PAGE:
The use of cotton is pretty much the topmost of the cardinal sins for any would-be happy and healthy hiker. Owing to its inability to wick moisture, cotton can quickly become laden with sweat, creating the perfect micro-environment of damp, salty stickiness for chafing. Most synthetic clothing, on the other hand, wicks moisture far more effectively and also dries quicker, which is ideal for overnight washing and drying on multi-day hikes.
Seams and tags on your clothing may seem harmless in the store, but can take on a knife-like quality after a few hours on the trail. When trying clothing on, make sure the seams and tags aren’t rubbing or causing any discomfort — even mild irritation at this stage is sure to multiply tenfold when active.
While we’d hate to put you off your prized mankini or luck pair of Y-fronts, your choice of underwear can have a significant effect on your susceptibility to chafing. Again, breathability is crucial and cotton is the enemy. One bold move that may work for some is going commando with hiking leggings, thereby reducing the potential points or causes of chafing.
Tucking your shirt into your pants allows it to act as a conduit for perspiration from your back, depositing it below the waistline in those areas — butt cheeks/crack, inner thighs, groin — most susceptible to chafing. Additionally, it prevents ventilation around your hips and in the belt area, making chafing around the belt area and lower back more likely.
For many hikers, there is a tendency to think our hiking clothes are exempt from the attentions we devote to our regular attire. They stink already, right, so what’s the point in washing them if we’re just going to stink them up again, particularly if we’re out on the trail for a week or two and have other, more important, and fun things to be doing?
If possible, rinse your clothes out at night to make sure they’re salt and sweat-free for the next morning’s hike; otherwise, you’ll be starting off already well on your way to a bout of chafing. This, of course, is another reason to use synthetic clothing, which dries off far quicker than most natural fabrics.
While this may seem like a no-brainer, it bears mentioning because uncleanliness isn’t merely a source of stink but also a key cause of chafing. Be sure to wash your nether regions and other chafing hot spots thoroughly before hiking and at the day’s end while on a multi-day excursion, rinsing off the sweat-deposited, grit-like salt crystals that that can exacerbate the sting and lead to increased rubbing.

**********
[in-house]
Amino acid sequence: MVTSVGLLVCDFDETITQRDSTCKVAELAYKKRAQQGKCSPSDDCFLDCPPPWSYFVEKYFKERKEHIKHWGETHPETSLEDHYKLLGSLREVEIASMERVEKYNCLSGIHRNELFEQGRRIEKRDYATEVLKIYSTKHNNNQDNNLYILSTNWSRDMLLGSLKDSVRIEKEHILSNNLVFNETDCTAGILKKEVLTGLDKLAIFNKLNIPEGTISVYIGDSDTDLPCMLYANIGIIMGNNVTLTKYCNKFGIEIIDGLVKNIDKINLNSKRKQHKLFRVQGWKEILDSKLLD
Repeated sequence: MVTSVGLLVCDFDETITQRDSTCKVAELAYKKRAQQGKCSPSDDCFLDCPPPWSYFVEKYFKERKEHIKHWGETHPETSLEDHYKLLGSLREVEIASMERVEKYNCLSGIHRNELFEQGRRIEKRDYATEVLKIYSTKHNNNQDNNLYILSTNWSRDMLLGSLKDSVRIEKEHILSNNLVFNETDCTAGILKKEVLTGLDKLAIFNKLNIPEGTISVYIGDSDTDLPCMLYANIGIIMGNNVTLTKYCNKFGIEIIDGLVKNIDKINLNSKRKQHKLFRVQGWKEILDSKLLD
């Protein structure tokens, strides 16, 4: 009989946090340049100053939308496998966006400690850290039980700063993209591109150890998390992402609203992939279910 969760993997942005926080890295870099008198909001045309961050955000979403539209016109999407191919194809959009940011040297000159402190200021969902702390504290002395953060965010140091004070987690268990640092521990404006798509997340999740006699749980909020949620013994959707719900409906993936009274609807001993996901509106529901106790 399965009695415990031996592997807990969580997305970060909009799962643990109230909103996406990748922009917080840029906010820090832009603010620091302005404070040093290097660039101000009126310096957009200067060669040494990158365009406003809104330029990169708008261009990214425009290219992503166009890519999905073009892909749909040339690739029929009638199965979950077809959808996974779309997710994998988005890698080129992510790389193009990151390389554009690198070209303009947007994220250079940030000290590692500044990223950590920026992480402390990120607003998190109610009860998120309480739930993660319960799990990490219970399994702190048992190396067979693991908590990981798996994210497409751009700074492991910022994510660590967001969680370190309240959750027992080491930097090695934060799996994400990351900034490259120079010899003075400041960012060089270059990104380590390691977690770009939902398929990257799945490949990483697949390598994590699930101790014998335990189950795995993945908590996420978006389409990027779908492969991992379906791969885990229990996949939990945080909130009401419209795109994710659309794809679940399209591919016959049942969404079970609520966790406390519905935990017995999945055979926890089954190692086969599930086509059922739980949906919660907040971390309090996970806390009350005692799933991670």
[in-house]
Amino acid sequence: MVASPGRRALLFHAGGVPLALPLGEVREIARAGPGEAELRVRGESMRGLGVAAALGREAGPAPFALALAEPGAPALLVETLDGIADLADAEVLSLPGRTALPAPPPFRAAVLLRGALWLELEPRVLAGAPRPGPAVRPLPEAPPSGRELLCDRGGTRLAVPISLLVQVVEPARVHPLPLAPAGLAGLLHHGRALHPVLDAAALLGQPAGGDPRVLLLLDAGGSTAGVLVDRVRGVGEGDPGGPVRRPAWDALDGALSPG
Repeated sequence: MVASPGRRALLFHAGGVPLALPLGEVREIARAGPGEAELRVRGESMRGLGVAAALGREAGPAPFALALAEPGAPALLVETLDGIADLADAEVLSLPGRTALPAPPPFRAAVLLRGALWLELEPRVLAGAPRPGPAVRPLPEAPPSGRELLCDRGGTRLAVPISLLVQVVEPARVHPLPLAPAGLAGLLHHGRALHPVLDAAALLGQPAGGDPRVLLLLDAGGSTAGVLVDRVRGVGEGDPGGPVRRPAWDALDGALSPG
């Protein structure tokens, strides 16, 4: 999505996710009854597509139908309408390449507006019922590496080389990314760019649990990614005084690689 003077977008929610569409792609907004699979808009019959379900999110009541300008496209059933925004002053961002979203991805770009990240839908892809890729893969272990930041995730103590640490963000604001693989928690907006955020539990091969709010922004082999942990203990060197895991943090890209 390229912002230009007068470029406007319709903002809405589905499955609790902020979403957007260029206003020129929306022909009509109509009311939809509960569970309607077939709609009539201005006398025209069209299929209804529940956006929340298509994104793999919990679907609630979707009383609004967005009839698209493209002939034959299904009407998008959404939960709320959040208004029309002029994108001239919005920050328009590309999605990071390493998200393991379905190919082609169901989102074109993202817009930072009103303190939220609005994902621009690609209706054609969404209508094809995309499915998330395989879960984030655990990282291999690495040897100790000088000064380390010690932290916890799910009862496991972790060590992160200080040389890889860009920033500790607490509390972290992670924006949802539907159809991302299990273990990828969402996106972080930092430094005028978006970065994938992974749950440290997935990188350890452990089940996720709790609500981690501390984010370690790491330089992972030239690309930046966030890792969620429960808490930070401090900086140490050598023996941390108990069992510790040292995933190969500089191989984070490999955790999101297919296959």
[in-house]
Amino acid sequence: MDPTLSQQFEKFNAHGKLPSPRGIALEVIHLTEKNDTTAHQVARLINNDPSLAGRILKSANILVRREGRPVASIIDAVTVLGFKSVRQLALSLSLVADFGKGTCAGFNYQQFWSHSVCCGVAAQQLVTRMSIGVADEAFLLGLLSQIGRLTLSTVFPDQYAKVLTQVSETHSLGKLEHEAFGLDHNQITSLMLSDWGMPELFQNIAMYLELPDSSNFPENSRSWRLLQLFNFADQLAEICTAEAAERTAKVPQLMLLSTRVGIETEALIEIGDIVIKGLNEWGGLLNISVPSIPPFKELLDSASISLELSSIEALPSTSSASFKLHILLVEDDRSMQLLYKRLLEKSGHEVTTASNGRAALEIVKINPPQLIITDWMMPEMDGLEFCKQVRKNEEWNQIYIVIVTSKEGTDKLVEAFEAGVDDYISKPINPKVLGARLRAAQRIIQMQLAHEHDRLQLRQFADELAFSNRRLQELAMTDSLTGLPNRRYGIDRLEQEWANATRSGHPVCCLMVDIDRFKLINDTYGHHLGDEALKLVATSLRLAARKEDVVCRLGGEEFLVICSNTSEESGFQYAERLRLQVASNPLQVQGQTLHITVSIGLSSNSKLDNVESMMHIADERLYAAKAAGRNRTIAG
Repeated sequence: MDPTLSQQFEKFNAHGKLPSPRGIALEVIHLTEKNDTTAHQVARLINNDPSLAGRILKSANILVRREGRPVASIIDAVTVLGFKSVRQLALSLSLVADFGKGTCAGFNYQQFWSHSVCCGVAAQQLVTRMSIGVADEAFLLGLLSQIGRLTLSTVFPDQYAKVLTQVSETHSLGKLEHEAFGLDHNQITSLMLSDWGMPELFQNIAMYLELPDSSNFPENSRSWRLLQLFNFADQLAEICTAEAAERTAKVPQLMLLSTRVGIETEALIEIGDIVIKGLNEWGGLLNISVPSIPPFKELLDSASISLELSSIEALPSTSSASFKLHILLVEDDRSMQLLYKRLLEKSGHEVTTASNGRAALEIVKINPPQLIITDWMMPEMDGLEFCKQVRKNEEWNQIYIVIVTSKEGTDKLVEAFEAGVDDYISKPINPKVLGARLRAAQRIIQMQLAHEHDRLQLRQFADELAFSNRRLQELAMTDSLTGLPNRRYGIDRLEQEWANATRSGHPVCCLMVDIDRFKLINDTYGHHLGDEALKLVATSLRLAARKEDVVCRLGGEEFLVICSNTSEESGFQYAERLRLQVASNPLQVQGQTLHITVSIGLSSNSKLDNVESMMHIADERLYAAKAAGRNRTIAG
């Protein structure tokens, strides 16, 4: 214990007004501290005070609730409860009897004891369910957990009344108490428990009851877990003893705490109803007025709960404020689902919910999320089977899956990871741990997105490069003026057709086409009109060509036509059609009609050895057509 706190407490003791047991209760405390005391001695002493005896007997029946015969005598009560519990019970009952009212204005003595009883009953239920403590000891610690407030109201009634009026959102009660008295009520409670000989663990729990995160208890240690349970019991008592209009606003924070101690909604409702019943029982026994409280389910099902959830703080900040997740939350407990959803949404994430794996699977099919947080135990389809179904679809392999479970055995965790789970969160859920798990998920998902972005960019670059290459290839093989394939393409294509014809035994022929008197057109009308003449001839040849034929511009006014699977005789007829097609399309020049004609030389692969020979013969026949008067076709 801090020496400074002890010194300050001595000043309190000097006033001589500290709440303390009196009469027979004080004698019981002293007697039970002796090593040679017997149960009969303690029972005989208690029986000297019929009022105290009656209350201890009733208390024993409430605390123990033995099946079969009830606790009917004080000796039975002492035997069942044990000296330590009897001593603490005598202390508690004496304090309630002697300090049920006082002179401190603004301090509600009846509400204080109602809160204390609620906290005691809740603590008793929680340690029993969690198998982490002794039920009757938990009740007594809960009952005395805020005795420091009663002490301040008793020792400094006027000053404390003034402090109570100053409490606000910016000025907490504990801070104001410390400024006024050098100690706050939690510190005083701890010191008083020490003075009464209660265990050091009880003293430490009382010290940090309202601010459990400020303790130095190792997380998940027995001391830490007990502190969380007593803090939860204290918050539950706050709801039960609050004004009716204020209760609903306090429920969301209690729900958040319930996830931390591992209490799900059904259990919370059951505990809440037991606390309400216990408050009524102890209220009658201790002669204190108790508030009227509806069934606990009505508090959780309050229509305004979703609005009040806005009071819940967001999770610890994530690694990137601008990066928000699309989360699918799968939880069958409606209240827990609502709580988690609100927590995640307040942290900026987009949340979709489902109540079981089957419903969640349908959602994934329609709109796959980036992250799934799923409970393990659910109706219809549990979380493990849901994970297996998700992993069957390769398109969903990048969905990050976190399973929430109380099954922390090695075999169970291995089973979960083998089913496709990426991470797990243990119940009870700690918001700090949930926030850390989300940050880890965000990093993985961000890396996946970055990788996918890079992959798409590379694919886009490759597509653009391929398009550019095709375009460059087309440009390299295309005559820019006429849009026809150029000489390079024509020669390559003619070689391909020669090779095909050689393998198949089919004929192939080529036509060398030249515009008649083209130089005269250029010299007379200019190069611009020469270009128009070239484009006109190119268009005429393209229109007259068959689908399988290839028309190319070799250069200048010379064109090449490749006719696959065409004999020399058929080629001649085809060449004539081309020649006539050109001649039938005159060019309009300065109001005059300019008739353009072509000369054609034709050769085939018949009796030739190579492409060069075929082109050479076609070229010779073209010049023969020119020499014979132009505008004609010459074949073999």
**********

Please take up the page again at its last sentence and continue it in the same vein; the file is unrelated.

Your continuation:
Finally, when answering nature’s calls be sure to do a good job with your post-poop wiping. In addition to its more obvious disagreeableness, excrement is a very potent skin irritant.
While most hikes worldwide do not boast the blessing of a handy bidet at rest stops, doing the best you can with toilet paper and/or wet wipes will prevent any poo-based pains further down the trail.
Salt is both an irritant and a cause of friction, thus making it both a prime source of chafing and the condition’s exacerbation. The concentration of salt in our sweat increases exponentially with the extent to which we are dehydrated, so staying properly hydrated is one of the best preventative measures for chafing there is.
In addition your to clothing (see above), backpacks that are either the wrong size or poorly adjusted can begin to chafe when sliding or shifting across the skin. Be sure to measure your torso-length and try on packs prior to purchase, wear a well-fitted shirt, and also plump for a pack with a ventilating mesh back panel if you tend to hike in warmer climates or sweat excessively.
When chafing sets in, our first course of action should be damage limitation. While it’s unlikely treatment out in the field or on the trail will restore our chafed areas to chafe-free health, they can significantly diminish the pain and allow us to continue our hike.
The treatment for all chafed areas is very similar:
As soon as you feel the burn of chafing in any part of your body, stop. Continuing to the next rest-stop or hobbling to the end of your route will only worsen matters and make treatment more difficult.
If clothing or ill-fitting gear (i.e. backpack straps or hip belts) are the cause of the chafing, deal with the problem by changing your clothing asap and making the necessary adjustments to straps (usually straps are too loose, allowing the pack to slide around). If you are hiking with a partner, try to offload some of your gear into their pack if the weight of your own is the cause of irritation.
If your pack is chafing your hips or lower back, try walking without the hip belt or squeezing a spare t-shirt between the pack and the chafed area.
This one’s gonna hurt, but cleansing the affected area prior to administering first aid is essential in order to avoid infection, speed up healing, and to remove the salty sweat residue that adds to irritation and increases friction.
After cleaning the affected area, you can prevent further rubbing and avoid infection by applying an antiseptic lotion and then covering it with a nonstick gauze or sterile pad. As with clothing, these can soak up with sweat so will require regular replacing.
If you’re finding it hard to make a gauze or sterile pad stay in place, lubricate the affected area as much as possible before attempting to move on. Doing so might not cure the problem, but should allow you to continue your hike if you reapply the lube/lotion frequently — just sure to carry an ample supply!
As mentioned above, H20 intake is one of the best means of ensuring your sweat’s salt content remains low. Once chafing sets in, hydrating adequately will help both to relieve the sting caused by salt crystals and to aid healing of the wound.
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Kieran James Cunningham is a climber, mountaineer and writer based in the Italian Alps. He’s climbed a handful of 6000ers in the Himalayas, 4000ers in the Alps and loves nothing more than a good long-distance wander in the wilderness. He climbs when he should be writing, writes when he should be sleeping, has fun always.